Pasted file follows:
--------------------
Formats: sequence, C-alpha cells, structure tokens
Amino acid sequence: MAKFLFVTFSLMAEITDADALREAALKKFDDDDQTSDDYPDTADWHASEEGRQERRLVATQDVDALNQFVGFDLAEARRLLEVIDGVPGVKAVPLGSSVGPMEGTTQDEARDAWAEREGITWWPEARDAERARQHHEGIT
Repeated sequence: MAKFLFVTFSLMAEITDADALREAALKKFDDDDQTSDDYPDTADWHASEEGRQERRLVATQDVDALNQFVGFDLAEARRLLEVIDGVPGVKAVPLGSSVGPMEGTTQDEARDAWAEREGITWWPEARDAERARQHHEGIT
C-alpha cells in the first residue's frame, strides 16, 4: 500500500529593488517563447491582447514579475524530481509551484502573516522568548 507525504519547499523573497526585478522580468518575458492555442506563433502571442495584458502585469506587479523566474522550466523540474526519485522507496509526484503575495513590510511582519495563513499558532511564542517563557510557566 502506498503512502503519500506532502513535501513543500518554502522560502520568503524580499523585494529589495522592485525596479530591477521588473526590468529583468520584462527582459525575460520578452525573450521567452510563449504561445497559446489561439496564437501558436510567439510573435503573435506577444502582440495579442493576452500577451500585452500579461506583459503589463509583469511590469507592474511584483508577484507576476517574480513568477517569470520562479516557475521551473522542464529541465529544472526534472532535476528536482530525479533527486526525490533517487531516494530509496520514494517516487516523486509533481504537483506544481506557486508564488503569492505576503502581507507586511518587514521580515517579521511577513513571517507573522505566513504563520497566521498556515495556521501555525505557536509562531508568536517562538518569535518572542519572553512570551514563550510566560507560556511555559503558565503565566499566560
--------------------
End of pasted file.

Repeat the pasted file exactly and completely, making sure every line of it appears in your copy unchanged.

Formats: sequence, C-alpha cells, structure tokens
Amino acid sequence: MAKFLFVTFSLMAEITDADALREAALKKFDDDDQTSDDYPDTADWHASEEGRQERRLVATQDVDALNQFVGFDLAEARRLLEVIDGVPGVKAVPLGSSVGPMEGTTQDEARDAWAEREGITWWPEARDAERARQHHEGIT
Repeated sequence: MAKFLFVTFSLMAEITDADALREAALKKFDDDDQTSDDYPDTADWHASEEGRQERRLVATQDVDALNQFVGFDLAEARRLLEVIDGVPGVKAVPLGSSVGPMEGTTQDEARDAWAEREGITWWPEARDAERARQHHEGIT
C-alpha cells in the first residue's frame, strides 16, 4: 500500500529593488517563447491582447514579475524530481509551484502573516522568548 507525504519547499523573497526585478522580468518575458492555442506563433502571442495584458502585469506587479523566474522550466523540474526519485522507496509526484503575495513590510511582519495563513499558532511564542517563557510557566 502506498503512502503519500506532502513535501513543500518554502522560502520568503524580499523585494529589495522592485525596479530591477521588473526590468529583468520584462527582459525575460520578452525573450521567452510563449504561445497559446489561439496564437501558436510567439510573435503573435506577444502582440495579442493576452500577451500585452500579461506583459503589463509583469511590469507592474511584483508577484507576476517574480513568477517569470520562479516557475521551473522542464529541465529544472526534472532535476528536482530525479533527486526525490533517487531516494530509496520514494517516487516523486509533481504537483506544481506557486508564488503569492505576503502581507507586511518587514521580515517579521511577513513571517507573522505566513504563520497566521498556515495556521501555525505557536509562531508568536517562538518569535518572542519572553512570551514563550510566560507560556511555559503558565503565566499566560